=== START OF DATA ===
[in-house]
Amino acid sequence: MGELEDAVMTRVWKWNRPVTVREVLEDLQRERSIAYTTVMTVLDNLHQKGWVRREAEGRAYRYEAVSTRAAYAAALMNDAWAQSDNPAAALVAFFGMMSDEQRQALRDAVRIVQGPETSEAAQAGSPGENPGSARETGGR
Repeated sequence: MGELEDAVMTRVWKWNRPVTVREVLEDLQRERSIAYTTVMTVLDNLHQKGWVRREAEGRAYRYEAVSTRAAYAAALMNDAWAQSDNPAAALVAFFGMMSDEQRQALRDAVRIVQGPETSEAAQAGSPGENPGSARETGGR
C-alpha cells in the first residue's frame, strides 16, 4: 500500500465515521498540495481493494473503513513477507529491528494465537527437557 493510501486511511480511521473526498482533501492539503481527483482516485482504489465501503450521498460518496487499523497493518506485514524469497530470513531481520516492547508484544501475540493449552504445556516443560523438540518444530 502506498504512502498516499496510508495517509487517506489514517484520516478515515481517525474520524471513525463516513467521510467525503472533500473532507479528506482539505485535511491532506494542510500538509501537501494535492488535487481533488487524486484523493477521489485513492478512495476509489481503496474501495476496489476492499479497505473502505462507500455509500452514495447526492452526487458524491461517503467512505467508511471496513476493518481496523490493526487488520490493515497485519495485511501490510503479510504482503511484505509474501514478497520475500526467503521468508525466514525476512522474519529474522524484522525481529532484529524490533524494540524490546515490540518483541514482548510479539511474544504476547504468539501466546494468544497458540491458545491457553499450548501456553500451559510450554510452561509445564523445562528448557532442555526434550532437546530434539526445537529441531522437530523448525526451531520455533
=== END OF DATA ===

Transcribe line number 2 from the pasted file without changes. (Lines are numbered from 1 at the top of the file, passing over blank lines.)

Amino acid sequence: MGELEDAVMTRVWKWNRPVTVREVLEDLQRERSIAYTTVMTVLDNLHQKGWVRREAEGRAYRYEAVSTRAAYAAALMNDAWAQSDNPAAALVAFFGMMSDEQRQALRDAVRIVQGPETSEAAQAGSPGENPGSARETGGR